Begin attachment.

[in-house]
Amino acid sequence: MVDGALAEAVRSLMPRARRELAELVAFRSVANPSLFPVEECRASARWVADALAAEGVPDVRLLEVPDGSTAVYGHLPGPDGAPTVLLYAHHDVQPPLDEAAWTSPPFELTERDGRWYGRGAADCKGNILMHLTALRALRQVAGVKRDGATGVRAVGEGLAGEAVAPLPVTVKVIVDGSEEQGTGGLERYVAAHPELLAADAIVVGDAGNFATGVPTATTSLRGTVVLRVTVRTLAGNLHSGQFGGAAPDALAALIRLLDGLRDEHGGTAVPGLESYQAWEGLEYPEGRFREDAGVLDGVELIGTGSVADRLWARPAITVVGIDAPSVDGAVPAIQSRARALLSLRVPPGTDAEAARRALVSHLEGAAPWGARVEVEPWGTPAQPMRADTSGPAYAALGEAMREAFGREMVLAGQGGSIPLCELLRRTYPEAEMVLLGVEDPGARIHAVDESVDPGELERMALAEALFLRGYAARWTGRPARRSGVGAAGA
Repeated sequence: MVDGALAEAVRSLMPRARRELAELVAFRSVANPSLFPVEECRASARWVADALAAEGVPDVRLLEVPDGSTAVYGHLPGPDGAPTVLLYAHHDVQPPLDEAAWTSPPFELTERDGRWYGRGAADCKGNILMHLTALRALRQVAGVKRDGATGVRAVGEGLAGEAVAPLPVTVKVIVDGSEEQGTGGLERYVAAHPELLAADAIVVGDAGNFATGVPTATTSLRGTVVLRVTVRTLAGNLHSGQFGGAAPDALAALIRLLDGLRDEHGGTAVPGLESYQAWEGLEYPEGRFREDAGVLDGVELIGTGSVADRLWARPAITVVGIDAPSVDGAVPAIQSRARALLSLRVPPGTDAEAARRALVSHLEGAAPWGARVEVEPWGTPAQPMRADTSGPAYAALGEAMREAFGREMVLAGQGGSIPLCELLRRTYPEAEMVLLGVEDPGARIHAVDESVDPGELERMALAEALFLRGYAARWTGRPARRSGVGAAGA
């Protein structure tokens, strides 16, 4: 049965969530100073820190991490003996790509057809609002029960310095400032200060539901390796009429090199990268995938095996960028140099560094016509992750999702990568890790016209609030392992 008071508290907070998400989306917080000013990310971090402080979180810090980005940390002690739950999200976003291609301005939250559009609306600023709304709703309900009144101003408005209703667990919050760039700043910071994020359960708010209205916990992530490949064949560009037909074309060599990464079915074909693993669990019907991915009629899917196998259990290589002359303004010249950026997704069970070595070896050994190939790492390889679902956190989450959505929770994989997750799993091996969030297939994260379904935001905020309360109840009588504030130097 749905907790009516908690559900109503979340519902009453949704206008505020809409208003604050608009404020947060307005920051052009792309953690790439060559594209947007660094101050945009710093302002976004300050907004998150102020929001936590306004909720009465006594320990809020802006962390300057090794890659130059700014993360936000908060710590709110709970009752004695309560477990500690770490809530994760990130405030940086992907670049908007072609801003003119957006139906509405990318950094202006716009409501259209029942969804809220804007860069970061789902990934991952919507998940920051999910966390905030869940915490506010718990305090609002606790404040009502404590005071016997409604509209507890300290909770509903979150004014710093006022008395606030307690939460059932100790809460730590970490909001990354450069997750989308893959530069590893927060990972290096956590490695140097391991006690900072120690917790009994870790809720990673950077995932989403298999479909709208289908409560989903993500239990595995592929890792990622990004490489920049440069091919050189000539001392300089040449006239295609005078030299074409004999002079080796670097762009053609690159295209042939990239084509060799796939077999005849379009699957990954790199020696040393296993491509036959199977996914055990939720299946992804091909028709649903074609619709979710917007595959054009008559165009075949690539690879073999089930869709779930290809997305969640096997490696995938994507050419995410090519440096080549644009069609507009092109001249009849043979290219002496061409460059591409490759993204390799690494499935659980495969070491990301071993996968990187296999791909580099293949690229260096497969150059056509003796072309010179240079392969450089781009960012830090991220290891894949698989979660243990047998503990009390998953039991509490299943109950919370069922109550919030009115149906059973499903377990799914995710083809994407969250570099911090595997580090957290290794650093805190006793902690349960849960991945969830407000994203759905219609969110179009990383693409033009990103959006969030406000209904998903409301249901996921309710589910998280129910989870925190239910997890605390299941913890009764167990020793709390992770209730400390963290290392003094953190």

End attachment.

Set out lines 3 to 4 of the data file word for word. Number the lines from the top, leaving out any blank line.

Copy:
Repeated sequence: MVDGALAEAVRSLMPRARRELAELVAFRSVANPSLFPVEECRASARWVADALAAEGVPDVRLLEVPDGSTAVYGHLPGPDGAPTVLLYAHHDVQPPLDEAAWTSPPFELTERDGRWYGRGAADCKGNILMHLTALRALRQVAGVKRDGATGVRAVGEGLAGEAVAPLPVTVKVIVDGSEEQGTGGLERYVAAHPELLAADAIVVGDAGNFATGVPTATTSLRGTVVLRVTVRTLAGNLHSGQFGGAAPDALAALIRLLDGLRDEHGGTAVPGLESYQAWEGLEYPEGRFREDAGVLDGVELIGTGSVADRLWARPAITVVGIDAPSVDGAVPAIQSRARALLSLRVPPGTDAEAARRALVSHLEGAAPWGARVEVEPWGTPAQPMRADTSGPAYAALGEAMREAFGREMVLAGQGGSIPLCELLRRTYPEAEMVLLGVEDPGARIHAVDESVDPGELERMALAEALFLRGYAARWTGRPARRSGVGAAGA
């Protein structure tokens, strides 16, 4: 049965969530100073820190991490003996790509057809609002029960310095400032200060539901390796009429090199990268995938095996960028140099560094016509992750999702990568890790016209609030392992 008071508290907070998400989306917080000013990310971090402080979180810090980005940390002690739950999200976003291609301005939250559009609306600023709304709703309900009144101003408005209703667990919050760039700043910071994020359960708010209205916990992530490949064949560009037909074309060599990464079915074909693993669990019907991915009629899917196998259990290589002359303004010249950026997704069970070595070896050994190939790492390889679902956190989450959505929770994989997750799993091996969030297939994260379904935001905020309360109840009588504030130097 749905907790009516908690559900109503979340519902009453949704206008505020809409208003604050608009404020947060307005920051052009792309953690790439060559594209947007660094101050945009710093302002976004300050907004998150102020929001936590306004909720009465006594320990809020802006962390300057090794890659130059700014993360936000908060710590709110709970009752004695309560477990500690770490809530994760990130405030940086992907670049908007072609801003003119957006139906509405990318950094202006716009409501259209029942969804809220804007860069970061789902990934991952919507998940920051999910966390905030869940915490506010718990305090609002606790404040009502404590005071016997409604509209507890300290909770509903979150004014710093006022008395606030307690939460059932100790809460730590970490909001990354450069997750989308893959530069590893927060990972290096956590490695140097391991006690900072120690917790009994870790809720990673950077995932989403298999479909709208289908409560989903993500239990595995592929890792990622990004490489920049440069091919050189000539001392300089040449006239295609005078030299074409004999002079080796670097762009053609690159295209042939990239084509060799796939077999005849379009699957990954790199020696040393296993491509036959199977996914055990939720299946992804091909028709649903074609619709979710917007595959054009008559165009075949690539690879073999089930869709779930290809997305969640096997490696995938994507050419995410090519440096080549644009069609507009092109001249009849043979290219002496061409460059591409490759993204390799690494499935659980495969070491990301071993996968990187296999791909580099293949690229260096497969150059056509003796072309010179240079392969450089781009960012830090991220290891894949698989979660243990047998503990009390998953039991509490299943109950919370069922109550919030009115149906059973499903377990799914995710083809994407969250570099911090595997580090957290290794650093805190006793902690349960849960991945969830407000994203759905219609969110179009990383693409033009990103959006969030406000209904998903409301249901996921309710589910998280129910989870925190239910997890605390299941913890009764167990020793709390992770209730400390963290290392003094953190």